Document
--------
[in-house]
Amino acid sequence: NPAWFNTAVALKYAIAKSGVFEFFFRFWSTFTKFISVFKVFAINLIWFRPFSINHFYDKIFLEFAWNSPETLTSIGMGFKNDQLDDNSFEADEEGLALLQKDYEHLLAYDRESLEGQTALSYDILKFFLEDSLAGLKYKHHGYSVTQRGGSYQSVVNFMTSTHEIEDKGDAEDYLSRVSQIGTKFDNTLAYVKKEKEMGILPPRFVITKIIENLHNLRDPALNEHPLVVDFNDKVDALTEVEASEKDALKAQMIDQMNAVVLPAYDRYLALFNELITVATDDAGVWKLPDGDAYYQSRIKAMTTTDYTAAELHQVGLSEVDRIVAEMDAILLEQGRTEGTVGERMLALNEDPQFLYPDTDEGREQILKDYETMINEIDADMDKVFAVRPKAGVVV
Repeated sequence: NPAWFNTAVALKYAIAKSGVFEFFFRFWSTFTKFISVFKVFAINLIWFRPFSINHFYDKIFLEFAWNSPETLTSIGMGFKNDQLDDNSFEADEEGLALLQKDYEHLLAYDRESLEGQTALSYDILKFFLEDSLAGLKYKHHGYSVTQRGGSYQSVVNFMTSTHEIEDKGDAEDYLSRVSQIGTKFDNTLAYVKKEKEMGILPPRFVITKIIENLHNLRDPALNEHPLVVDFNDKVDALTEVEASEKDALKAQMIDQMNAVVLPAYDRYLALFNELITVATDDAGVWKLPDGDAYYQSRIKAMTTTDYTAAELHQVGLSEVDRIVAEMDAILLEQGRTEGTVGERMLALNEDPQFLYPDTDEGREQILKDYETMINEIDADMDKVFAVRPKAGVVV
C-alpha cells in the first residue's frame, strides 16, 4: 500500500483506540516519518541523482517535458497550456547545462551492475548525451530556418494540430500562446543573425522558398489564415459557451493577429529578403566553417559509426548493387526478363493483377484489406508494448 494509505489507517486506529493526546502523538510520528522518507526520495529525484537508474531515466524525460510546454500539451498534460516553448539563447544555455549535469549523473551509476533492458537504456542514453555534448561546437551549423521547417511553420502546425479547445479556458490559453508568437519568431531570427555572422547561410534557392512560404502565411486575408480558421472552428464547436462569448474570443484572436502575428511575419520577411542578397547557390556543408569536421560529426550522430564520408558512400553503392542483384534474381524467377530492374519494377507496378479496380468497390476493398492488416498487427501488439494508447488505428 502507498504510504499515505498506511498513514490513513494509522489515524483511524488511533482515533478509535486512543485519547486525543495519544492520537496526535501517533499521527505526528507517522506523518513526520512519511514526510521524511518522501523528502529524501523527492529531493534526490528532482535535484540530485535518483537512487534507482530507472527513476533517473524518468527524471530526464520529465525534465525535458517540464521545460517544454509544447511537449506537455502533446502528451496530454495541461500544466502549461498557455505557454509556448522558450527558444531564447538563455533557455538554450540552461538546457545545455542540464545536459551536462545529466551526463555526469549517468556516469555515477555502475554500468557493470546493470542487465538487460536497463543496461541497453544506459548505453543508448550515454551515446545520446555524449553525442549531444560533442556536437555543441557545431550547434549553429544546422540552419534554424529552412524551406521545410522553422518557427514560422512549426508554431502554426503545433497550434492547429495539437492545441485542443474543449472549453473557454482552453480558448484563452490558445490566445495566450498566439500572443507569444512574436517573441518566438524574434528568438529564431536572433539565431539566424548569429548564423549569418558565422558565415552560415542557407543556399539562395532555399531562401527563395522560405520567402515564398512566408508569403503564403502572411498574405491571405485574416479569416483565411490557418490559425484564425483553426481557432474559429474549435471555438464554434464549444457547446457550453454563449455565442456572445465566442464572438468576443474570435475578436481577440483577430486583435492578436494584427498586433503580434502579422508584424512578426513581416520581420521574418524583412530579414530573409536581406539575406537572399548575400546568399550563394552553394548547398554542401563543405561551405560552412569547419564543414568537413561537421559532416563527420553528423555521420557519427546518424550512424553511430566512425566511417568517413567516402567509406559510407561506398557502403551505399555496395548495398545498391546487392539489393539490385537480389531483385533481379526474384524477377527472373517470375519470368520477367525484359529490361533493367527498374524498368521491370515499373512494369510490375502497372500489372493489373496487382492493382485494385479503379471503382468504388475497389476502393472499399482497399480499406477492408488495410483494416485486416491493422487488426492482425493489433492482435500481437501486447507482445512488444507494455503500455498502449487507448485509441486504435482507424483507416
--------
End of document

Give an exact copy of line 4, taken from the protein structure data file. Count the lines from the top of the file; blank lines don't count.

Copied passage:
C-alpha cells in the first residue's frame, strides 16, 4: 500500500483506540516519518541523482517535458497550456547545462551492475548525451530556418494540430500562446543573425522558398489564415459557451493577429529578403566553417559509426548493387526478363493483377484489406508494448 494509505489507517486506529493526546502523538510520528522518507526520495529525484537508474531515466524525460510546454500539451498534460516553448539563447544555455549535469549523473551509476533492458537504456542514453555534448561546437551549423521547417511553420502546425479547445479556458490559453508568437519568431531570427555572422547561410534557392512560404502565411486575408480558421472552428464547436462569448474570443484572436502575428511575419520577411542578397547557390556543408569536421560529426550522430564520408558512400553503392542483384534474381524467377530492374519494377507496378479496380468497390476493398492488416498487427501488439494508447488505428 502507498504510504499515505498506511498513514490513513494509522489515524483511524488511533482515533478509535486512543485519547486525543495519544492520537496526535501517533499521527505526528507517522506523518513526520512519511514526510521524511518522501523528502529524501523527492529531493534526490528532482535535484540530485535518483537512487534507482530507472527513476533517473524518468527524471530526464520529465525534465525535458517540464521545460517544454509544447511537449506537455502533446502528451496530454495541461500544466502549461498557455505557454509556448522558450527558444531564447538563455533557455538554450540552461538546457545545455542540464545536459551536462545529466551526463555526469549517468556516469555515477555502475554500468557493470546493470542487465538487460536497463543496461541497453544506459548505453543508448550515454551515446545520446555524449553525442549531444560533442556536437555543441557545431550547434549553429544546422540552419534554424529552412524551406521545410522553422518557427514560422512549426508554431502554426503545433497550434492547429495539437492545441485542443474543449472549453473557454482552453480558448484563452490558445490566445495566450498566439500572443507569444512574436517573441518566438524574434528568438529564431536572433539565431539566424548569429548564423549569418558565422558565415552560415542557407543556399539562395532555399531562401527563395522560405520567402515564398512566408508569403503564403502572411498574405491571405485574416479569416483565411490557418490559425484564425483553426481557432474559429474549435471555438464554434464549444457547446457550453454563449455565442456572445465566442464572438468576443474570435475578436481577440483577430486583435492578436494584427498586433503580434502579422508584424512578426513581416520581420521574418524583412530579414530573409536581406539575406537572399548575400546568399550563394552553394548547398554542401563543405561551405560552412569547419564543414568537413561537421559532416563527420553528423555521420557519427546518424550512424553511430566512425566511417568517413567516402567509406559510407561506398557502403551505399555496395548495398545498391546487392539489393539490385537480389531483385533481379526474384524477377527472373517470375519470368520477367525484359529490361533493367527498374524498368521491370515499373512494369510490375502497372500489372493489373496487382492493382485494385479503379471503382468504388475497389476502393472499399482497399480499406477492408488495410483494416485486416491493422487488426492482425493489433492482435500481437501486447507482445512488444507494455503500455498502449487507448485509441486504435482507424483507416